At the same time, she commended the international community for its effective and prompt response, which had led to the removal and destruction of the declared Syrian chemicals.  That was a significant step towards the complete and irreversible dismantling of the country’s chemical weapons programme, she said.

The chemical demilitarization of Syria, said the representative of the Russian Federation, was a major achievement in the field of strengthening the non-proliferation and disarmament regime.  The international community should recall that the whole operation became possible only after achieving a highly complex political agreement between the Russian Federation and the United States, and relevant intergovernmental agreements between the Russian Federation and Syria. 

As a result, he said, Syria had taken an historic decision to relinquish its chemical weapons.  He cautioned against trying to “hype this theme” again.  Of course, any evidence of the use of chemical agents against civilians should be analysed by experts as part of the Organisation for the Prohibition of Chemical Weapons.  However, until the conclusion of such investigations, any judgements passed could only be considered as a politicized and baseless conjecture.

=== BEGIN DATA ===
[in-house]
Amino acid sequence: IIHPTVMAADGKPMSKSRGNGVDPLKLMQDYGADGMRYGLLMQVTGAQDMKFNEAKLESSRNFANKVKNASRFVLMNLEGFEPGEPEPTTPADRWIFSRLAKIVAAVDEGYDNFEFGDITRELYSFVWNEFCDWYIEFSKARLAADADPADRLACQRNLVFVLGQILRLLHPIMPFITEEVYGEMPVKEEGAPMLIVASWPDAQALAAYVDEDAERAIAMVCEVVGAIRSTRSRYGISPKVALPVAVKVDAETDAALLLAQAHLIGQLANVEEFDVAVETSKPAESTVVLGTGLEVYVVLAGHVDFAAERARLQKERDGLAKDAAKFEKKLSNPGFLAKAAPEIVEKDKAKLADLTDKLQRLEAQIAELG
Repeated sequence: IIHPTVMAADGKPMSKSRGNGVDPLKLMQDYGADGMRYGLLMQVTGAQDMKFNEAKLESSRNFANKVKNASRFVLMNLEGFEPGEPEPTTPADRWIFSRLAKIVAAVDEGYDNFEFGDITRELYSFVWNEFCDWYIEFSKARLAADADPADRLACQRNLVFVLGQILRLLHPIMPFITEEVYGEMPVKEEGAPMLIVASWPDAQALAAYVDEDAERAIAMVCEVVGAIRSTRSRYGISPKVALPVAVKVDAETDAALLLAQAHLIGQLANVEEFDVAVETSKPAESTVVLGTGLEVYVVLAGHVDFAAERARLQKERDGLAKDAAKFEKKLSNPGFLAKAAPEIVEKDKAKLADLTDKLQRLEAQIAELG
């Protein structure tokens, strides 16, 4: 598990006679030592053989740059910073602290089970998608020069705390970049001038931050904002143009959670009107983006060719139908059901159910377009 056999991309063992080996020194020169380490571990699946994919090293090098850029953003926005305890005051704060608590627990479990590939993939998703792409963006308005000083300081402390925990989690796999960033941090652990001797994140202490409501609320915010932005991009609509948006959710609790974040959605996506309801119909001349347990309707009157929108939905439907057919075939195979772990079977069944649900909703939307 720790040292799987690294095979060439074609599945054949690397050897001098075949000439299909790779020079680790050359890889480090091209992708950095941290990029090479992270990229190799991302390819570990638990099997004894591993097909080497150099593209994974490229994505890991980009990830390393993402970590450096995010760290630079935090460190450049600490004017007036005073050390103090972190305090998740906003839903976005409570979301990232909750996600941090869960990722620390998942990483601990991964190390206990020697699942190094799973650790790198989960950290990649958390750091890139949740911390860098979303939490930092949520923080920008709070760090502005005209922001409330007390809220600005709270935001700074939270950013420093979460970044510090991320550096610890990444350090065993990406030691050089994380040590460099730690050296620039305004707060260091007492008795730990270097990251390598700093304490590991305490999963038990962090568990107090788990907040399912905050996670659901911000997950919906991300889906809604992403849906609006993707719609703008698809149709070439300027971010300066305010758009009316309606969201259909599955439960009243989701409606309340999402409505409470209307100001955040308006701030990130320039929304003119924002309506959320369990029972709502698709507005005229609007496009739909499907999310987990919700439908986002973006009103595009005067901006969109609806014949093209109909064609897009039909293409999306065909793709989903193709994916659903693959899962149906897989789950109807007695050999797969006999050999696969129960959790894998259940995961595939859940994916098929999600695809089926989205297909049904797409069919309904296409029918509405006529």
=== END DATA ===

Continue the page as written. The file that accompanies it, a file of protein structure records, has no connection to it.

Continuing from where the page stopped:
Along with the focus on chemical weapons, speakers warned that sight must not be lost of the threat posed by biological weapons, whether in the hands of States or non-State actors. Despite efforts to strengthen the Biological Weapons Convention, said the representative of the United States, the agenda had not been matched by the resources or political will needed to deliver results.